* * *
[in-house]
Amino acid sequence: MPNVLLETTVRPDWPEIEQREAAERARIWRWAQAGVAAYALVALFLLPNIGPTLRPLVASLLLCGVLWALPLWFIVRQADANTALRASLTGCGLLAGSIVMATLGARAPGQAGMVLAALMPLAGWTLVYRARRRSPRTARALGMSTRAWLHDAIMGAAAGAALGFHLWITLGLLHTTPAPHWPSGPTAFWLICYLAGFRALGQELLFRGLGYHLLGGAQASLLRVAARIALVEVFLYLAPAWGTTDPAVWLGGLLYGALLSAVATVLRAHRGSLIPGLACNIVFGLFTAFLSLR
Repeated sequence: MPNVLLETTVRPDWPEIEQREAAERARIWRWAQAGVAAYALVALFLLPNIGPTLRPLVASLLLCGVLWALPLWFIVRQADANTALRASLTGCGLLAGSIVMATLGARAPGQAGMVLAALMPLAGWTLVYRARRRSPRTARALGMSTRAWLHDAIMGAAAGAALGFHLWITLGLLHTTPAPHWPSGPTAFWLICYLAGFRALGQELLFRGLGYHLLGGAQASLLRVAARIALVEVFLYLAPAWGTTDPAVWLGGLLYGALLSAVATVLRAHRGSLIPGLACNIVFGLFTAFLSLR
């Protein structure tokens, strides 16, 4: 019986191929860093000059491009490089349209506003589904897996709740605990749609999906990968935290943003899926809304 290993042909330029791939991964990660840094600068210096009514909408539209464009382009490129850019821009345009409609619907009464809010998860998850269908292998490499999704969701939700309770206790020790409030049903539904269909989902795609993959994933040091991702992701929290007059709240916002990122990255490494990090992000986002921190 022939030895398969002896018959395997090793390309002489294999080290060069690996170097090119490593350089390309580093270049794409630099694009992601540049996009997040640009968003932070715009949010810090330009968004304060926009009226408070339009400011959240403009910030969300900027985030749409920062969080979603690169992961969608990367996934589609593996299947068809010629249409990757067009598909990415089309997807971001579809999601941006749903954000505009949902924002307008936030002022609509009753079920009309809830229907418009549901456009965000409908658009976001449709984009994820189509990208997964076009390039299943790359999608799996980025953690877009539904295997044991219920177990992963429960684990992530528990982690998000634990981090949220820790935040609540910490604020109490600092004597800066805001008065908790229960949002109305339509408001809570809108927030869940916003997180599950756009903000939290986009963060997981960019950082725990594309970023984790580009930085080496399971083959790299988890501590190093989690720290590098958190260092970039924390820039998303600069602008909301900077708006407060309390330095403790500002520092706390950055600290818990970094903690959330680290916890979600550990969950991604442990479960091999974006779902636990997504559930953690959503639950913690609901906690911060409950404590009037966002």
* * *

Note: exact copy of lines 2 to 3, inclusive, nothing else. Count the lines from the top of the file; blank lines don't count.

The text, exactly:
Amino acid sequence: MPNVLLETTVRPDWPEIEQREAAERARIWRWAQAGVAAYALVALFLLPNIGPTLRPLVASLLLCGVLWALPLWFIVRQADANTALRASLTGCGLLAGSIVMATLGARAPGQAGMVLAALMPLAGWTLVYRARRRSPRTARALGMSTRAWLHDAIMGAAAGAALGFHLWITLGLLHTTPAPHWPSGPTAFWLICYLAGFRALGQELLFRGLGYHLLGGAQASLLRVAARIALVEVFLYLAPAWGTTDPAVWLGGLLYGALLSAVATVLRAHRGSLIPGLACNIVFGLFTAFLSLR
Repeated sequence: MPNVLLETTVRPDWPEIEQREAAERARIWRWAQAGVAAYALVALFLLPNIGPTLRPLVASLLLCGVLWALPLWFIVRQADANTALRASLTGCGLLAGSIVMATLGARAPGQAGMVLAALMPLAGWTLVYRARRRSPRTARALGMSTRAWLHDAIMGAAAGAALGFHLWITLGLLHTTPAPHWPSGPTAFWLICYLAGFRALGQELLFRGLGYHLLGGAQASLLRVAARIALVEVFLYLAPAWGTTDPAVWLGGLLYGALLSAVATVLRAHRGSLIPGLACNIVFGLFTAFLSLR